- Associated Press - Tuesday, September 22, 2015

PASCAGOULA, Miss. (AP) - After three years of analysis, George and Jackson county officials are moving forward with a proposal for a $100 million project that would create two lakes by damming a tributary to the Pascagoula River.

The Pat Harrison Waterway District has submitted the 2,868-acre Lake George project to the U.S. Army Corps of Engineers and several state offices for permitting, multiple media outlets reported Monday.

The project has already received several million in state funds for studies and engineering.

The project consists of two lakes, an upper and lower lake, directly connected by Big Cedar and Little Cedar creeks.

Officials say the water will be able to serve recreational purposes, but the primary purpose of creating the twin lakes is to provide some drought resiliency when the flow of the Pascagoula River gets too low, county officials said.

“The water could be released from the lake to go into the river to hold those levels to where it wouldn’t get dangerously low and keep some of the industries being shorted of water down there,” George County supervisor Kelly Wright said.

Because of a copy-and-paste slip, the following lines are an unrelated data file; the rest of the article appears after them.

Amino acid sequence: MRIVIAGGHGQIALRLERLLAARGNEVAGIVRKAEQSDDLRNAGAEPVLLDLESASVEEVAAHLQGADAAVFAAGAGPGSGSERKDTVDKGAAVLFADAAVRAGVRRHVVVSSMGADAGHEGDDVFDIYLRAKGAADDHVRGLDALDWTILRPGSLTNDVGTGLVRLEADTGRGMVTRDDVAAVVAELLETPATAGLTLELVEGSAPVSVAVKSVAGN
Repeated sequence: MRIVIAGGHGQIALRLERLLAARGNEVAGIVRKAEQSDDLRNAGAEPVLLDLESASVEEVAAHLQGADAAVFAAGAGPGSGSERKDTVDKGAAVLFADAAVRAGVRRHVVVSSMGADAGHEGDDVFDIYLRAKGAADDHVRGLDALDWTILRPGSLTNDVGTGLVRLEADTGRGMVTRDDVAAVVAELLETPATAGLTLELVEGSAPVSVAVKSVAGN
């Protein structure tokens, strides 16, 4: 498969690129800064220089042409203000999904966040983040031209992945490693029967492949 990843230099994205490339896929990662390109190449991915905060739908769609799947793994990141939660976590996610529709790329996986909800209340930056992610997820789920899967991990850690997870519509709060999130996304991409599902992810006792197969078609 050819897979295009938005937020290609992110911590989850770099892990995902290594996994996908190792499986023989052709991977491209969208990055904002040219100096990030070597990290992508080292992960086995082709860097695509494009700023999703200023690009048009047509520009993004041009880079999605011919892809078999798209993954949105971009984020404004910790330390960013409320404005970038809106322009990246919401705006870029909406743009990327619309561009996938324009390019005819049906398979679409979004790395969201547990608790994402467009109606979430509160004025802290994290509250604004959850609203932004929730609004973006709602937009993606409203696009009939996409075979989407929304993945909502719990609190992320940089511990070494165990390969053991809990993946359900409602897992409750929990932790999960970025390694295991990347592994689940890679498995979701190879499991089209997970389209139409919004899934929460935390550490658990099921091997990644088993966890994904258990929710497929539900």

Opponents of the lake project say the proposed dams amount to damming the Pascagoula River because they would impede the creeks that feed into it.

“The Pascagoula is more than the main trunk of the river,” said Steve Shepard, with the local chapter of the environment-focused Sierra Club.

He also said the two lakes would struggle to stay full themselves, but he said he has only seen “vague maps” from the county and no other data.

Responding to concerns about the counties taking a tourism blow, George County’s Pat Harrison board member, Aubert Pitts, said the project will not affect the Pascagoula River’s honorary title of “largest undammed, untamed river” in the continental U.S.

The Corps is likely to schedule a public meeting on the project in the coming weeks, agency officials said.

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